Japanese-American Internment: The Impure Motives of Californians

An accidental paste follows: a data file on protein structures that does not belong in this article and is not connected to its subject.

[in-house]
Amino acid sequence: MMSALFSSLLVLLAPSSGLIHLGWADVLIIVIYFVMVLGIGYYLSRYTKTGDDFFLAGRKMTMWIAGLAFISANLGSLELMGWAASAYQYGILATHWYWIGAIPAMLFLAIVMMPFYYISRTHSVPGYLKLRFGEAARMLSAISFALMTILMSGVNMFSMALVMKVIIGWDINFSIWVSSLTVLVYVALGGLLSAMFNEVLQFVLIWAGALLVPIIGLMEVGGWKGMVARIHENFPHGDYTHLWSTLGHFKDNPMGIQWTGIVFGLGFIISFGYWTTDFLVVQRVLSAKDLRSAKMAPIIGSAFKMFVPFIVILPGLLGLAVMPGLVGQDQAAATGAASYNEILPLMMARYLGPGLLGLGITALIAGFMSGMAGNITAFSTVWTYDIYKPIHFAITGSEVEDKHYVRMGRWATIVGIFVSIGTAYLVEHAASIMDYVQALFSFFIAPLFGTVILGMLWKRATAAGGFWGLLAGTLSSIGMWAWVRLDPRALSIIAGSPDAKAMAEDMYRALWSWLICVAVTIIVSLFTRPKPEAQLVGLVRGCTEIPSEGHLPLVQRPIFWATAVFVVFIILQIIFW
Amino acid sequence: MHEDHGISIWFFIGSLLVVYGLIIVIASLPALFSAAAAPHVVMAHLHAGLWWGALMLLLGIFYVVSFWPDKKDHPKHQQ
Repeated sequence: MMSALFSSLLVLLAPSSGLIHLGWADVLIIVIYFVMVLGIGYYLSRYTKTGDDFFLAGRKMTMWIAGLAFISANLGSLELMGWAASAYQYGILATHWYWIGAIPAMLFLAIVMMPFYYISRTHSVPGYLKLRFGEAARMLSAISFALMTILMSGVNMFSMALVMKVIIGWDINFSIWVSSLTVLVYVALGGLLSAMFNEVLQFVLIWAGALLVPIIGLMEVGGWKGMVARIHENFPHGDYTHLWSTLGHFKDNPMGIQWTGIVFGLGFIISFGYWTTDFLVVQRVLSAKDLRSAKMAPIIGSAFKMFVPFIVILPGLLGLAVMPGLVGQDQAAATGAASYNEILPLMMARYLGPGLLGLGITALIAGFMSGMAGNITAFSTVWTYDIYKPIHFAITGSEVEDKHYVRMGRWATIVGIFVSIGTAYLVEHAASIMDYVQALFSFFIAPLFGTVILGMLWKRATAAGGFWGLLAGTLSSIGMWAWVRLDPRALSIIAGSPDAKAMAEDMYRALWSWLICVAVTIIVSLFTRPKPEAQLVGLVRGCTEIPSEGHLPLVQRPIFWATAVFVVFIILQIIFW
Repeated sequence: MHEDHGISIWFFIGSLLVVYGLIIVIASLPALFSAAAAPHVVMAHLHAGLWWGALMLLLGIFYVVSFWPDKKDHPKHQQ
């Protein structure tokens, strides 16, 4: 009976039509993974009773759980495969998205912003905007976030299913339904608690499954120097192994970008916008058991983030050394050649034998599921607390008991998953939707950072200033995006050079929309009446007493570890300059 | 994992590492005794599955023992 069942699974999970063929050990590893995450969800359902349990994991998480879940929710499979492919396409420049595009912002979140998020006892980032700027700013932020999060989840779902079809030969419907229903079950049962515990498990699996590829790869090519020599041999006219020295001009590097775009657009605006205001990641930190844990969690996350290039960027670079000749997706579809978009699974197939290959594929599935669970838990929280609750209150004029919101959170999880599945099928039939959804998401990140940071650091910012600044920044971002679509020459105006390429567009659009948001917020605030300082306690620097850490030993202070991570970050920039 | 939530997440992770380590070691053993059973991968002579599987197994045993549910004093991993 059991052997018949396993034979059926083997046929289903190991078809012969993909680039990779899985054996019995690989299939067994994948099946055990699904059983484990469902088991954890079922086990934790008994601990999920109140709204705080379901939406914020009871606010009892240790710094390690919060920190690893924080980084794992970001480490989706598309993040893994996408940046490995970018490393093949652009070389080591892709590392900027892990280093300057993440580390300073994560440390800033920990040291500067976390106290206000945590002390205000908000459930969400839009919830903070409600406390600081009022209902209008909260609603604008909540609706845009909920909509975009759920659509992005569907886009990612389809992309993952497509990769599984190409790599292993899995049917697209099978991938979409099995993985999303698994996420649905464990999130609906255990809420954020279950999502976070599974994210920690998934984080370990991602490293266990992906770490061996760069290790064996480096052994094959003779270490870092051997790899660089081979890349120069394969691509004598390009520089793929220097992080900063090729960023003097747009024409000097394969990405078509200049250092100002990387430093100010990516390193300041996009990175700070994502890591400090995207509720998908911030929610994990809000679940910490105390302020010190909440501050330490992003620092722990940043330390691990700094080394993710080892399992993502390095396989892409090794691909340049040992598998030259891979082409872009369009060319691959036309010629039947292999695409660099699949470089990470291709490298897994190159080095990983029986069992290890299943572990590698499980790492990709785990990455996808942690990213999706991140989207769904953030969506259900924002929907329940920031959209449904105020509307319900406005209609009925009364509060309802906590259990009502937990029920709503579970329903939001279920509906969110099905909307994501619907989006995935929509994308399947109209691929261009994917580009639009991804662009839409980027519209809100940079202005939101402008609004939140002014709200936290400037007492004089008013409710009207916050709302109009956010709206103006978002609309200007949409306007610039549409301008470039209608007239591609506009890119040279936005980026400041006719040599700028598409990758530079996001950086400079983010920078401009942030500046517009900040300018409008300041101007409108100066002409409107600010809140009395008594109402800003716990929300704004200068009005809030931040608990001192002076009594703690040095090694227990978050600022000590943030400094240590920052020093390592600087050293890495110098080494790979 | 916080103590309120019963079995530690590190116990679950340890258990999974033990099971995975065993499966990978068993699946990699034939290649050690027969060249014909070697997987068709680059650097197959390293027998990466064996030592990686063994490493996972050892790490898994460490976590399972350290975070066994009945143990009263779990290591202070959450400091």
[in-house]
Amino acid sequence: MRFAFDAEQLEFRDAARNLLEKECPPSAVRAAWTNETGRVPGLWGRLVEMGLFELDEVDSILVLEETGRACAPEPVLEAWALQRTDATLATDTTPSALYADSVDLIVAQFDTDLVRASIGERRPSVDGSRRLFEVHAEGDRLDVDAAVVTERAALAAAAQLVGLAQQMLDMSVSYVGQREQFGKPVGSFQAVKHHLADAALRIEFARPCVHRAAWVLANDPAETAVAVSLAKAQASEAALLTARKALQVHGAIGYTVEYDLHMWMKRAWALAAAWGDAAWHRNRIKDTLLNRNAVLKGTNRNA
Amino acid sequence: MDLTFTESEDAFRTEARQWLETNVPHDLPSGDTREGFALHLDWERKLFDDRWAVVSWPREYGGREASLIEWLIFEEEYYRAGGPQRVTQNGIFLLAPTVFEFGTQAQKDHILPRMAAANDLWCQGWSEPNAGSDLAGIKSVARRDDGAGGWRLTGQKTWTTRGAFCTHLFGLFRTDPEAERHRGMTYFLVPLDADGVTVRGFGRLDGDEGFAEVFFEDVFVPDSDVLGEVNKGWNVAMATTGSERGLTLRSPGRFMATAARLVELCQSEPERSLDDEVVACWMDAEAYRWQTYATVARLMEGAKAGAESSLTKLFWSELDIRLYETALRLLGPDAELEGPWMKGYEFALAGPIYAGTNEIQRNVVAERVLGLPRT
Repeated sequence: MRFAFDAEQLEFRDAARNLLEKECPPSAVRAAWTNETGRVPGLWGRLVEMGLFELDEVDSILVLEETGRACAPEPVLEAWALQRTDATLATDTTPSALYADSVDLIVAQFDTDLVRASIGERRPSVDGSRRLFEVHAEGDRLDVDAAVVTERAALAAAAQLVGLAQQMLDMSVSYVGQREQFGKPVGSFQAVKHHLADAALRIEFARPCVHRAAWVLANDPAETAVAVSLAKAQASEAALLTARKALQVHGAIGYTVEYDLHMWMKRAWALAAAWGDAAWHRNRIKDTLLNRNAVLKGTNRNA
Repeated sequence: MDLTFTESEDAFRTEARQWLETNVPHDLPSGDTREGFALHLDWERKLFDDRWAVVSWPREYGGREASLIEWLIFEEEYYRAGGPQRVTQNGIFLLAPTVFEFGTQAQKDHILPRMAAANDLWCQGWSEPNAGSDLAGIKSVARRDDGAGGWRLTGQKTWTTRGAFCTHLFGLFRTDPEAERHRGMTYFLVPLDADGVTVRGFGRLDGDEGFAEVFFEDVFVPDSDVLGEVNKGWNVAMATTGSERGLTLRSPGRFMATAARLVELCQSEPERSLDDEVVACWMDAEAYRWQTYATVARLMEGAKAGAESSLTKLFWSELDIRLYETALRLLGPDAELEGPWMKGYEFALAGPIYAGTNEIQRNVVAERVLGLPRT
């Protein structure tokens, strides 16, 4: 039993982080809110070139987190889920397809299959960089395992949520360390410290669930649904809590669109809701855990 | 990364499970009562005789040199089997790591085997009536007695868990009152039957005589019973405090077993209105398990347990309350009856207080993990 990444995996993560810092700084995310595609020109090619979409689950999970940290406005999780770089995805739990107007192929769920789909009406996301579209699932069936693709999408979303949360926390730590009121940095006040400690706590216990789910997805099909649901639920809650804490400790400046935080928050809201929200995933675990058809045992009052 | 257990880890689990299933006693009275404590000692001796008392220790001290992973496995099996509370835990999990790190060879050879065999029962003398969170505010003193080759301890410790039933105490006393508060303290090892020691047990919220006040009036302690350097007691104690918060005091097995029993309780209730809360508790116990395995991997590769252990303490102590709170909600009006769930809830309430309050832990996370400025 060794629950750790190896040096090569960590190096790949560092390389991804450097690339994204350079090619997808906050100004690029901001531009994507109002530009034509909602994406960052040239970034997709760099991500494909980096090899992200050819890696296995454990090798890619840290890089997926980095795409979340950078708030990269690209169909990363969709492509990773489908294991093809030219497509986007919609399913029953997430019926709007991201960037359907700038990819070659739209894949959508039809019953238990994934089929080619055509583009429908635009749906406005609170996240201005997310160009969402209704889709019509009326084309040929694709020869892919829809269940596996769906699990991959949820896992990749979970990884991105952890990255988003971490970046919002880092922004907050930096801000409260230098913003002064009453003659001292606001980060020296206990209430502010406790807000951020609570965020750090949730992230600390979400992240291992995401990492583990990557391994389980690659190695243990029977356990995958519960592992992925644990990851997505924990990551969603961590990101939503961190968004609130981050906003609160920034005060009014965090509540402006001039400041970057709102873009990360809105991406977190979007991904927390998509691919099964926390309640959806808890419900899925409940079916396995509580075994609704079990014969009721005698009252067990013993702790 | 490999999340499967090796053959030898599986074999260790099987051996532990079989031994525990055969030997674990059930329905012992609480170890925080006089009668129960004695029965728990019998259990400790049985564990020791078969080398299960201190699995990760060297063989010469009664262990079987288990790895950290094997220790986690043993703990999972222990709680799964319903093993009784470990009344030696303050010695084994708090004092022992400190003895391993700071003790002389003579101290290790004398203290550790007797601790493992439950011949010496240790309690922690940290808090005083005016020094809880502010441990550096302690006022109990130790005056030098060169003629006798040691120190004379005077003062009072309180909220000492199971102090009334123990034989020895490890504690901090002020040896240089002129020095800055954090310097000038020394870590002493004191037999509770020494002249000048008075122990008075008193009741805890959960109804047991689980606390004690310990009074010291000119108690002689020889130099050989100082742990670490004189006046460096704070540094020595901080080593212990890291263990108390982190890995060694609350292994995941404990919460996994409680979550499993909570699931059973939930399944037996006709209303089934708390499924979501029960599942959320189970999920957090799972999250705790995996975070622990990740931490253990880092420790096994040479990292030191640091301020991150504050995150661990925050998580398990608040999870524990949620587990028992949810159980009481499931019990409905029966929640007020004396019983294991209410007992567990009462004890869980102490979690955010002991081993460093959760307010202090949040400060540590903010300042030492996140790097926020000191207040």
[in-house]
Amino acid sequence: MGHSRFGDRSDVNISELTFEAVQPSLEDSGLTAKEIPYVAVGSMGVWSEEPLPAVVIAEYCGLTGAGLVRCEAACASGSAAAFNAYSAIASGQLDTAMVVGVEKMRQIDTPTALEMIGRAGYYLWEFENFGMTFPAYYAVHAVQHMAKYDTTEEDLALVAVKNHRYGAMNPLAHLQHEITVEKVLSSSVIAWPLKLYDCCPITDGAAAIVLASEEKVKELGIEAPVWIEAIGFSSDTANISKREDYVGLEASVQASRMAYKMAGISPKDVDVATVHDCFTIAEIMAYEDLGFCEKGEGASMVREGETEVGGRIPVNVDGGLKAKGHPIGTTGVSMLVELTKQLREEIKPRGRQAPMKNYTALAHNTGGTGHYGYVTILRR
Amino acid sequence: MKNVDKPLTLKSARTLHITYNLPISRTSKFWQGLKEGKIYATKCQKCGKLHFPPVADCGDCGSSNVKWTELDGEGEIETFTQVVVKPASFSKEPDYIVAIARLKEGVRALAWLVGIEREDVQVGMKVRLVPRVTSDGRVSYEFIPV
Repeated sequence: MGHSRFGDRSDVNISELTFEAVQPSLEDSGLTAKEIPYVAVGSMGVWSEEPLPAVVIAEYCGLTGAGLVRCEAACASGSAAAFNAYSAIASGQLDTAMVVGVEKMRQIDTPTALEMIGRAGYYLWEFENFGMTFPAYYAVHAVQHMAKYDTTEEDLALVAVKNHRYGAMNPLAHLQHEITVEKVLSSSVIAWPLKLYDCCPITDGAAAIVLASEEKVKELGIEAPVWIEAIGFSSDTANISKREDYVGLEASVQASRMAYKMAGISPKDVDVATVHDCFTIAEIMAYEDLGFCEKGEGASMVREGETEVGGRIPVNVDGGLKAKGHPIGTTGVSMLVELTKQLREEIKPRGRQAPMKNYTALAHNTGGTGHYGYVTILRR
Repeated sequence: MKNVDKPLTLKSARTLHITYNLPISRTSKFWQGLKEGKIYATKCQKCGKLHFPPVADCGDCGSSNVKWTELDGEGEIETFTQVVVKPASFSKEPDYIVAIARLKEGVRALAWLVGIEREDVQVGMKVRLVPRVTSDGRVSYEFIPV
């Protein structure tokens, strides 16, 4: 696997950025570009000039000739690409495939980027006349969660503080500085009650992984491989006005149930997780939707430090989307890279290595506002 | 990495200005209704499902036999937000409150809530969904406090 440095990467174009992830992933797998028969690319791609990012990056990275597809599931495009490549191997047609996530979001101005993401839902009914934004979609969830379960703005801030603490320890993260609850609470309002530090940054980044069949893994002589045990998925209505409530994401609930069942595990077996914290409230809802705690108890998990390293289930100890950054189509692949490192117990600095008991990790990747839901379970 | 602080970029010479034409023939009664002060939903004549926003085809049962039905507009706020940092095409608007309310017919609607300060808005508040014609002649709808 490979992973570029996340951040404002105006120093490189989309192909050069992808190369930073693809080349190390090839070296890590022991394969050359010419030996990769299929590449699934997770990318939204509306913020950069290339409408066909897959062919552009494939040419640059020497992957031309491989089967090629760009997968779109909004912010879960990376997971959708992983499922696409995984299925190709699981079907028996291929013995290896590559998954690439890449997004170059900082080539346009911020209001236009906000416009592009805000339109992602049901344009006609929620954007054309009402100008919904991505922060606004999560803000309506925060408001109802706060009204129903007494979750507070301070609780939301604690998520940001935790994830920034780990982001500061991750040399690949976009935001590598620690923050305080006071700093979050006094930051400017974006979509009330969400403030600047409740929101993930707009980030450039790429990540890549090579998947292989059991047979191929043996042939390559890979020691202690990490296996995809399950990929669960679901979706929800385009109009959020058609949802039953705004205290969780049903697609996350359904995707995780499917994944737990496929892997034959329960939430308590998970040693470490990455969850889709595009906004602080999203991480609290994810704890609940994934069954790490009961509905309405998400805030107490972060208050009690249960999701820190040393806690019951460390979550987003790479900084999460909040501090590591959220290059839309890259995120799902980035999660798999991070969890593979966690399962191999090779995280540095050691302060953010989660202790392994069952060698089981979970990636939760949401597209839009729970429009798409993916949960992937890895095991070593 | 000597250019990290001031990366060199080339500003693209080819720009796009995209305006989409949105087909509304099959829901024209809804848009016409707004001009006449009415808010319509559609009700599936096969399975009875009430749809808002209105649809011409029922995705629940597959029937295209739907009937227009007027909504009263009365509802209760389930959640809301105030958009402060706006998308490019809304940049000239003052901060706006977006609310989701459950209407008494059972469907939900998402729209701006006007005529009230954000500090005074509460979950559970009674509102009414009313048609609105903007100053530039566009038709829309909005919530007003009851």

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The first Chinese immigrants flooded to America, in the hopes of “striking gold” during the California Gold Rush of 1849. Unfortunately, the citizens of California greeted these newcomers with many unfair laws. Beginning with the Foreign Miner’s License Tax Law of 1850, the Chinese experienced nothing but bigotry from the citizens who surrounded them. This inequality peaked when President Chester A. Arthur signed the Chinese Exclusion Act of 1882, barring the immigration of Chinese workers for ten years. During that time, the immigration of Japanese in search of work rapidly increased. These immigrants also faced racial discrimination, from their ineligibility for citizenship to the laws prohibiting Japanese from owning land. The full extent of this prejudice was revealed in 1942, when President Franklin Delano Roosevelt signed Executive Order 9066, allowing the Secretary of War to “prescribe military areas … from which any or all persons may be excluded.” This order allowed for the unconstitutional relocation of over one hundred thousand Japanese American citizens. Racist Californians instigated the Japanese American internment during World War Two for personal and societal economic gain. Racism in California Before, during, and after World War Two, Californians showed an attitude of bigotry and racism towards non-European immigrants in their midst. These citizens, who initially deemed the Japanese innocuous, became outraged at their presence when Japan showed their military strength in their defeat of Russia in 1905. As a response, over 60 labor unions joined together to form the Oriental Exclusion League, while other organizations focused on ruining the Japanese, such as the Anti-Jap Laundry League. These organizations per... ... middle of paper ... ..., Baron Shimpei. “The Anti-Japanese Question in California.” The American Academy of Political and Social Science 94 (1921): 104-10. Print. Gulick, Sidney Lewis. Hawaii’s American-Japanese Problem: A Description of the Conditions, A Statement of the Problems, and Suggestions for their Solution. Honolulu: Star-Bulletin, 1915. Print. Perl, Lila. Behind Barbed Wire: The Story of Japanese-American Internment during World War II. New York: Benchmark Books, 2003. Print. Roosevelt, Franklin Delano. Executive Order 9066. Washington: GPO, 1942. Print. Roosevelt, Theodore. Sixth Annual Message to the Senate and House of Representatives. Washington: GPO, 1906. Print. Sakurai, Gail. Japanese American Internment Camps. New York: Children’s Press, 2002. Print. Santayana, George. Reason in Common Sense. New York: Dover Publications, 1980. Project Gutenberg. Web. 11 April 2011.

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